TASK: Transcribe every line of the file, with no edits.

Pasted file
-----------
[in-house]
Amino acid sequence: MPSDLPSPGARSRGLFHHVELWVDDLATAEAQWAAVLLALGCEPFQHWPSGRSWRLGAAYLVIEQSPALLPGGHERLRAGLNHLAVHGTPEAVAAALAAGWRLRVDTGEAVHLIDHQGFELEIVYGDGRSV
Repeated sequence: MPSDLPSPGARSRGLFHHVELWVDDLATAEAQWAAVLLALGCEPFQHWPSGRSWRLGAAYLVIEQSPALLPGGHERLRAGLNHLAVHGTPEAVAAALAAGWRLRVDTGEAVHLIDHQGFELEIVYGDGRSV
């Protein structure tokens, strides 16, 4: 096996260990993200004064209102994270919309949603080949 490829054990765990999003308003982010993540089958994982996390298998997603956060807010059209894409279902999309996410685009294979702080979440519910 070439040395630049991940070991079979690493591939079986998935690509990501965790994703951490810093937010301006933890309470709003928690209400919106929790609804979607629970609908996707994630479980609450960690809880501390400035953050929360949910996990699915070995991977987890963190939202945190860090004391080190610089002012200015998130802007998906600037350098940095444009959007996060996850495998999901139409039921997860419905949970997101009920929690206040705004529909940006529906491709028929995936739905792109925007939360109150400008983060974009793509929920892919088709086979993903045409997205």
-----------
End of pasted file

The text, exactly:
[in-house]
Amino acid sequence: MPSDLPSPGARSRGLFHHVELWVDDLATAEAQWAAVLLALGCEPFQHWPSGRSWRLGAAYLVIEQSPALLPGGHERLRAGLNHLAVHGTPEAVAAALAAGWRLRVDTGEAVHLIDHQGFELEIVYGDGRSV
Repeated sequence: MPSDLPSPGARSRGLFHHVELWVDDLATAEAQWAAVLLALGCEPFQHWPSGRSWRLGAAYLVIEQSPALLPGGHERLRAGLNHLAVHGTPEAVAAALAAGWRLRVDTGEAVHLIDHQGFELEIVYGDGRSV
């Protein structure tokens, strides 16, 4: 096996260990993200004064209102994270919309949603080949 490829054990765990999003308003982010993540089958994982996390298998997603956060807010059209894409279902999309996410685009294979702080979440519910 070439040395630049991940070991079979690493591939079986998935690509990501965790994703951490810093937010301006933890309470709003928690209400919106929790609804979607629970609908996707994630479980609450960690809880501390400035953050929360949910996990699915070995991977987890963190939202945190860090004391080190610089002012200015998130802007998906600037350098940095444009959007996060996850495998999901139409039921997860419905949970997101009920929690206040705004529909940006529906491709028929995936739905792109925007939360109150400008983060974009793509929920892919088709086979993903045409997205």